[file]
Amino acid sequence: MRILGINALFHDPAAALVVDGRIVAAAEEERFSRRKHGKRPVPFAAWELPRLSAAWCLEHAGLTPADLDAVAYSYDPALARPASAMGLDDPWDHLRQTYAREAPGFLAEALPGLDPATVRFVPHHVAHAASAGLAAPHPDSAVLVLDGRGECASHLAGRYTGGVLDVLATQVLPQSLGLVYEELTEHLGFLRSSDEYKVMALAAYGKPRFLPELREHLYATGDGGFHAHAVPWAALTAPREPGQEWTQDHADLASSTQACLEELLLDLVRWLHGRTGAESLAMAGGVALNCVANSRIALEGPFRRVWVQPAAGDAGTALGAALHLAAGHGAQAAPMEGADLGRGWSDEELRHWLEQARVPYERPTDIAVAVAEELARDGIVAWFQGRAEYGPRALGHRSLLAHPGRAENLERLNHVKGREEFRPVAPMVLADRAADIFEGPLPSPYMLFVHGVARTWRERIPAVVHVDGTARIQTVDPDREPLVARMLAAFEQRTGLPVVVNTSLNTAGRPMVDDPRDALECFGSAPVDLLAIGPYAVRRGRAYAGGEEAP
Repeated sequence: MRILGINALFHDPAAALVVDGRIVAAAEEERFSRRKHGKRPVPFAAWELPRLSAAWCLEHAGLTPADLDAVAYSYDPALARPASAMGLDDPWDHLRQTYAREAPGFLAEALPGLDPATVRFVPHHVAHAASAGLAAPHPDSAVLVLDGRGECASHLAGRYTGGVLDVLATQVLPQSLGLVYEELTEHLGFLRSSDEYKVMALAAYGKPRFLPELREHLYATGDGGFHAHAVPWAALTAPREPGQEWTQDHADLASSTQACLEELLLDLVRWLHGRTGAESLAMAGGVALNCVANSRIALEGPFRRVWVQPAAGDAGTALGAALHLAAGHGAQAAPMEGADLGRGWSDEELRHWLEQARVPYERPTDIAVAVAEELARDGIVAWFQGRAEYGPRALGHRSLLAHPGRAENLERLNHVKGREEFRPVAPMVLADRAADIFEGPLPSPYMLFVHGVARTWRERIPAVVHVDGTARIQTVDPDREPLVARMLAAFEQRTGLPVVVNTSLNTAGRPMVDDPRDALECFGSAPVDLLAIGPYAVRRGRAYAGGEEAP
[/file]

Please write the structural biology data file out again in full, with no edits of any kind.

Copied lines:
Amino acid sequence: MRILGINALFHDPAAALVVDGRIVAAAEEERFSRRKHGKRPVPFAAWELPRLSAAWCLEHAGLTPADLDAVAYSYDPALARPASAMGLDDPWDHLRQTYAREAPGFLAEALPGLDPATVRFVPHHVAHAASAGLAAPHPDSAVLVLDGRGECASHLAGRYTGGVLDVLATQVLPQSLGLVYEELTEHLGFLRSSDEYKVMALAAYGKPRFLPELREHLYATGDGGFHAHAVPWAALTAPREPGQEWTQDHADLASSTQACLEELLLDLVRWLHGRTGAESLAMAGGVALNCVANSRIALEGPFRRVWVQPAAGDAGTALGAALHLAAGHGAQAAPMEGADLGRGWSDEELRHWLEQARVPYERPTDIAVAVAEELARDGIVAWFQGRAEYGPRALGHRSLLAHPGRAENLERLNHVKGREEFRPVAPMVLADRAADIFEGPLPSPYMLFVHGVARTWRERIPAVVHVDGTARIQTVDPDREPLVARMLAAFEQRTGLPVVVNTSLNTAGRPMVDDPRDALECFGSAPVDLLAIGPYAVRRGRAYAGGEEAP
Repeated sequence: MRILGINALFHDPAAALVVDGRIVAAAEEERFSRRKHGKRPVPFAAWELPRLSAAWCLEHAGLTPADLDAVAYSYDPALARPASAMGLDDPWDHLRQTYAREAPGFLAEALPGLDPATVRFVPHHVAHAASAGLAAPHPDSAVLVLDGRGECASHLAGRYTGGVLDVLATQVLPQSLGLVYEELTEHLGFLRSSDEYKVMALAAYGKPRFLPELREHLYATGDGGFHAHAVPWAALTAPREPGQEWTQDHADLASSTQACLEELLLDLVRWLHGRTGAESLAMAGGVALNCVANSRIALEGPFRRVWVQPAAGDAGTALGAALHLAAGHGAQAAPMEGADLGRGWSDEELRHWLEQARVPYERPTDIAVAVAEELARDGIVAWFQGRAEYGPRALGHRSLLAHPGRAENLERLNHVKGREEFRPVAPMVLADRAADIFEGPLPSPYMLFVHGVARTWRERIPAVVHVDGTARIQTVDPDREPLVARMLAAFEQRTGLPVVVNTSLNTAGRPMVDDPRDALECFGSAPVDLLAIGPYAVRRGRAYAGGEEAP